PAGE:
Now, the surface over which the IPCC claim 1.6W of anthropogenic forcing is the tropopause, at an average of 14km above the Earth's surface (11 to 17 km), as given in http://en.wikipedia.org/wiki/Tropopause The Earth's mean (surface) radius is 6371km, from http://en.wikipedia.org/wiki/Earth%27s_radius Thus, from a sphere's surface area being 4*pi*r*r, we have a tropopause surface area of 5.12309x10^14 square metres, with r=6371+14km.

From the IPCCs forcing figure of 1.6W/m2, this gives total power, over the area of the troposphere, of 8.1969x10^14 Watts. Over a whole year, this is 2.5868x10^22 Joules.

We now need to look at the specific heat capacity of the oceans. The mass of hydrosphere (97% salt water, mostly of the oceans/seas): 1.4×10^21 kilogrammes, from http://en.wikipedia.org/wiki/Ocean#Physical_properties The specific heat capacity of sea water at 36F is 3.93 kJ/kg (compared to 4.19 kJ/kg for fresh water), from http://www.engineeringtoolbox.com/specific-heat-fluids-d_151.html And I've used figures for 100% of the water and that it is all salt.

From this, I calculate that one year of 1.6W/m2 forcing, for every sq metre of the troposphere, would raise the average temperature of the oceans by: 4.7016x10^-3 Kelvin (and so Celsius).

So, 50 years of this, again assuming all this energy is directed at warming the oceans, would warm them by 0.235C. This is well under half the warming claimed in the DEFRA document in the years from 1950 to 2000, of 0.6C.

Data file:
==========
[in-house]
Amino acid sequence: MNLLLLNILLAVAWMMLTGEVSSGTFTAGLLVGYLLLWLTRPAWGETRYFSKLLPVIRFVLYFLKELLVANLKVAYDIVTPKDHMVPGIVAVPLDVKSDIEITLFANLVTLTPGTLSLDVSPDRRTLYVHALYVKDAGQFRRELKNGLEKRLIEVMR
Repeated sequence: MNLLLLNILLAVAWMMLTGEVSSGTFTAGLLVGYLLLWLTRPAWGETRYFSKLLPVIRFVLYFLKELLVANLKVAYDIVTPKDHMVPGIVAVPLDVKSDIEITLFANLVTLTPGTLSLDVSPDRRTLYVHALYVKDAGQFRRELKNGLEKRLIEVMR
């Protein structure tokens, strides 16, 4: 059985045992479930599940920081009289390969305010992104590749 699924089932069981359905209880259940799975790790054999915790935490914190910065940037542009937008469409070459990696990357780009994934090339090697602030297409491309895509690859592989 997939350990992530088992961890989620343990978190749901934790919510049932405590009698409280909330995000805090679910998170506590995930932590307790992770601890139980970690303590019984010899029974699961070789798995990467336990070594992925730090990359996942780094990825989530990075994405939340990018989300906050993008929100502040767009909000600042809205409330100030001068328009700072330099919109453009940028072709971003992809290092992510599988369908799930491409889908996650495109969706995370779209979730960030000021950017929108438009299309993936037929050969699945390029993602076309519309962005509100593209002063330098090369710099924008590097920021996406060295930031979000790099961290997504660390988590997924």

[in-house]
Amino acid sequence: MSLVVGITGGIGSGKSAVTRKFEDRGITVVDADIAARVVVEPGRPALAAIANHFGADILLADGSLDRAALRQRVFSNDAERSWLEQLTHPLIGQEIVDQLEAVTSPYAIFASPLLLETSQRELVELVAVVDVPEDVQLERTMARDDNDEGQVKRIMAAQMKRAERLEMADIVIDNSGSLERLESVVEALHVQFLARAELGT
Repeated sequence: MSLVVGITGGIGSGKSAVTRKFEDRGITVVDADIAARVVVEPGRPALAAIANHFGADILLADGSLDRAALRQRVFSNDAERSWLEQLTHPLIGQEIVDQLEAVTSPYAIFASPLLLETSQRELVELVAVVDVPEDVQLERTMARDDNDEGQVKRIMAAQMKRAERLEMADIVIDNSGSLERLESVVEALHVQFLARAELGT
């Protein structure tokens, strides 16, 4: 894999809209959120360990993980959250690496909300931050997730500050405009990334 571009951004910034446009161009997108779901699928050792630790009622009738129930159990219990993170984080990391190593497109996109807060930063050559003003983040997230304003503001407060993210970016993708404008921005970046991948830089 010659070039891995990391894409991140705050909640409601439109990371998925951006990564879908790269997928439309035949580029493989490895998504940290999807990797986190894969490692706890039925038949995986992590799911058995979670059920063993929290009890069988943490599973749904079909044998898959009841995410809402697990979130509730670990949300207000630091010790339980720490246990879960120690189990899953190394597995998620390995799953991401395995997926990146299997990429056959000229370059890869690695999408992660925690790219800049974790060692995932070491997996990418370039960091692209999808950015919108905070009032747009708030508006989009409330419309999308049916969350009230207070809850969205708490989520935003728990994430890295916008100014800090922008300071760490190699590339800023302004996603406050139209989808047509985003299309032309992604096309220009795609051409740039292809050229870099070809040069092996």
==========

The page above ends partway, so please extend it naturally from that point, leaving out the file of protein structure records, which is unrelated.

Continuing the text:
In addition, my calculations have made no allowance for warming of the atmosphere and the earth's solid surface; they have made no allowance for the latent heat of fusion, from melting of polar and other icecaps and glaciers; they have made no allowance for the latent heat of fusion, caused by water evaporation given the higher temperatures of atmosphere and of ocean surfaces. In addition, the forcing power assumed in my calculation was the IPCC figure for 2005, whereas the actual period of forcing (for the 0.5C) was 1950 to 2000 for the approx 0.6C reported rise in temperature over those 50 years. Forcing for those years must surely have been with a lower total power, because of lower CO2 densities in the atmosphere.

Thus I do not see, if the IPCC figures for anthropogenic solar forcing are correct, how the average temperature of the oceans can have risen by more that 0.235C, whereas DEFRA claim the actual temperature has risen by over 2.5 times more.

Furthermore, DEFRA claim that their referenced computer climate models (including ocean effects) correctly model this historical temperature change in the oceans.

There must be something wrong, either with my theory and calculations, or with DEFRA's reported actual ocean temperature record, or with the IPCC's claimed level of anthropogenic forcing (including some inconsistency between DEFRA's reported computer models and the IPCC's claimed anthropogenic forcing).

I repeat my plea for someone to check my (relatively simple) theory, calculations, assumed physical values. Also that my simplifications and approximations made cannot account - anywhere near - for the difference.

Best regards